Many retail workers saw big changes in their jobs during the pandemic, as stores enacted new sanitation and safety protocols while ramping up services like online shopping and curbside pickup. Now retailers need to think about what kind of employees they will need in the future, and how they will find and keep them.
Deloitte and FMI, the Food Industry Association, explore those questions in a new report, “Future of Work: The State of the Food Industry.” It is based on a survey conducted this year between April and May of more than 150 U.S.-based executives at consumer packaged goods and food manufacturing and processing companies, as well as grocers and other food retailers, in addition to interviews with industry leaders.
One finding: For food retailers, talent availability (cited by 44% of survey respondents) is the foremost challenge, followed by talent retention (40%) and retraining and reskilling employees for new technologies (39%). That was true before the pandemic, as well, and it continued to be a problem even when essential retailers were still operating their stores while restaurants and other businesses were forced to lay off workers.
“At a time when many industries suffered devastating job losses, the grocery industry has served as a source for occupations for hundreds of thousands of Americans,” says Mark Baum, senior vice president of industry relations and chief collaboration officer at FMI. “Yet FMI’s operations data suggest that turnover in food retail was 40% before the pandemic.”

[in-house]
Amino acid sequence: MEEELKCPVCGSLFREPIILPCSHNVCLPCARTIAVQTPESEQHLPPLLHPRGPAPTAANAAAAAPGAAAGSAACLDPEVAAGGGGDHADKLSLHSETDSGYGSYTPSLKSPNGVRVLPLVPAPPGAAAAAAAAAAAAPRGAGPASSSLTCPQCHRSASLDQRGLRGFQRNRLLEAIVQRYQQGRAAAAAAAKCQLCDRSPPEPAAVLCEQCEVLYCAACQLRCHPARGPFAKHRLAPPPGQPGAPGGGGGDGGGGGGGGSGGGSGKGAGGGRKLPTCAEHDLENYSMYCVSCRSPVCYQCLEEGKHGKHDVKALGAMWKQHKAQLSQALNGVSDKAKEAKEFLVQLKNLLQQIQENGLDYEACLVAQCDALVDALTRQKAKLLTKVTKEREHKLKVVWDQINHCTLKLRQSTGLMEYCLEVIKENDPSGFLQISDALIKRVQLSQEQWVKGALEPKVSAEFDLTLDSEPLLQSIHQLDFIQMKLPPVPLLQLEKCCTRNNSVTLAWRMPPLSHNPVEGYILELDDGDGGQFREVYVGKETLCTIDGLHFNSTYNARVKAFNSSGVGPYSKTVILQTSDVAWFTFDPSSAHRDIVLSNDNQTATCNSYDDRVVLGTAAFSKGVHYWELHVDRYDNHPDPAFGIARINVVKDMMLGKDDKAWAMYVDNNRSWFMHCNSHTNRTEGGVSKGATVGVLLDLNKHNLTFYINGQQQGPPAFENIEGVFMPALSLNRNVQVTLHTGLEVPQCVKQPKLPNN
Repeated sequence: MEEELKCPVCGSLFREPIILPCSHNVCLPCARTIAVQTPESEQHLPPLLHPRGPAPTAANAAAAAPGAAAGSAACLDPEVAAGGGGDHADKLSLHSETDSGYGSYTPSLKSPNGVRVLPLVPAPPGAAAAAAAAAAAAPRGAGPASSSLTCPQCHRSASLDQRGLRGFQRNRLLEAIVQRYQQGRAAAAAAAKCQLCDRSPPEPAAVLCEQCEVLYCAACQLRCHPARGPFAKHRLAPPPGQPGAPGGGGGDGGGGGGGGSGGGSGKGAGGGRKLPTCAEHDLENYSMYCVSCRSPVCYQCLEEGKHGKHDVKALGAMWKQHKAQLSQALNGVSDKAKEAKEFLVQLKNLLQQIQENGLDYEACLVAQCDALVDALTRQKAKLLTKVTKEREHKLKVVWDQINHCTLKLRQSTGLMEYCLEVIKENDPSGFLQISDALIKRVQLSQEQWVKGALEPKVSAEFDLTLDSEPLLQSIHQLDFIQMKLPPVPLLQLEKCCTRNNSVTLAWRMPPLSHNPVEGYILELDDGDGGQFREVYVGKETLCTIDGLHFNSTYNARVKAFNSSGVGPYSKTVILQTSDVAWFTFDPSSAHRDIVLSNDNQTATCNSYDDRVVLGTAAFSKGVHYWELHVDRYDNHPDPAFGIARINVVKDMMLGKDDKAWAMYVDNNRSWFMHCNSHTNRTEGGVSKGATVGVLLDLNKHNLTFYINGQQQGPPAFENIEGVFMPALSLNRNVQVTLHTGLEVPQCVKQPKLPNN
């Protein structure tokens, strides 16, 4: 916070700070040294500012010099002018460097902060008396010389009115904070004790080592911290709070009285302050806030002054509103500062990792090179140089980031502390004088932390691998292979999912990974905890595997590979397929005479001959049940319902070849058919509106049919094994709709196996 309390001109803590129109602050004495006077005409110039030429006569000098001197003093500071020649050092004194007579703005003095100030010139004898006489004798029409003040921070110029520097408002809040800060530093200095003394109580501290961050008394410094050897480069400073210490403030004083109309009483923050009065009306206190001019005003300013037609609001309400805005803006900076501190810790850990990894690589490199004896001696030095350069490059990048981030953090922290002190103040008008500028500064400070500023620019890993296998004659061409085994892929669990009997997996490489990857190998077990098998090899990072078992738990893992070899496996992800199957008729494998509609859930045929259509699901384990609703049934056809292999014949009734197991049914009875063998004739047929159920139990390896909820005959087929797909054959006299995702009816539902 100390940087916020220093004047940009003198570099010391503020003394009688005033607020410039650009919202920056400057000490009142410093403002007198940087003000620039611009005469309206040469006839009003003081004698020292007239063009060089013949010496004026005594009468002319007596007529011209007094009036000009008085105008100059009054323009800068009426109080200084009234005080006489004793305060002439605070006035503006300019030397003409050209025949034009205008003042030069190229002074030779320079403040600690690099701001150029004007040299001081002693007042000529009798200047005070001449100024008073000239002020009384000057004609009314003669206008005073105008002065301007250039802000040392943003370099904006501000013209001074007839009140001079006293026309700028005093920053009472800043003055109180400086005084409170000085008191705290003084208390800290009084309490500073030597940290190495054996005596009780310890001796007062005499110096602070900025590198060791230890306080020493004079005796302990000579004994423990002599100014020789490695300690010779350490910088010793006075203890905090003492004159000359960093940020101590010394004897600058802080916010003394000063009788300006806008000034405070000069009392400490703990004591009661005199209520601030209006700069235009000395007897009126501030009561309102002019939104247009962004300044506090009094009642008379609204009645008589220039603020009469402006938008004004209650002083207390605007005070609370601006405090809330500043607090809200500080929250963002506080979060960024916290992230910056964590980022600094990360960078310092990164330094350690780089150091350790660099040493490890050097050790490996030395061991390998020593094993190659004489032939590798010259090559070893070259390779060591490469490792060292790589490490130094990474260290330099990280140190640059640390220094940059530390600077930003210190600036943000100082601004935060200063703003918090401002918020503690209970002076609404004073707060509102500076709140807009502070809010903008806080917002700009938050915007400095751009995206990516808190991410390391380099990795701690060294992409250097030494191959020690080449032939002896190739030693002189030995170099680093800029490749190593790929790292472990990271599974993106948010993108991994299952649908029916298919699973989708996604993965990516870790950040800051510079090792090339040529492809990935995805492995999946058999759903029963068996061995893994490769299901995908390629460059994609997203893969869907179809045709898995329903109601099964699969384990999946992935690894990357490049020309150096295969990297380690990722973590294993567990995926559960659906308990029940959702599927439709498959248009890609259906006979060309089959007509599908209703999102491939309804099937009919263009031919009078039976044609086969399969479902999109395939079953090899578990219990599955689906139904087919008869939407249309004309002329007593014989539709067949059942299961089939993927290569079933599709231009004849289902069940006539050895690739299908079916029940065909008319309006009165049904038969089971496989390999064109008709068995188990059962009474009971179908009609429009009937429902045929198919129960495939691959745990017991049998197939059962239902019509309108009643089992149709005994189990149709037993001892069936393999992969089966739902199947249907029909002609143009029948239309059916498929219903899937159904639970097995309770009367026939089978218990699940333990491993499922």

Baum adds that 46% of food retailers said COVID-19 made it harder to recruit and retain people.
“Retailers told us they addressed this tension by focusing on a range of benefits for associates, including higher compensation; bonuses; flextime; training and skills development; employee wellness programs; education programs; and hiring and retention incentives,” Baum says.
Some retailers are getting creative in thinking about ways to develop and retain the talent they need. Walmart recognized before the pandemic that the high cost of college meant that educational opportunity could be a compelling benefit, and last month the retailer announced that it was enhancing its Live Better U (LBU) education benefit, paying 100% of the cost of college tuition and books for associates enrolled in the program, which helps employees boost their skills, including capabilities that Walmart needs in its own workforce.
Recently Target announced its own educational benefit, and CVS Health opened its newest Workforce Innovation and Talent Center, which offers training and other services to underserved populations, including individuals with disabilities, helping to prepare them for retail careers.
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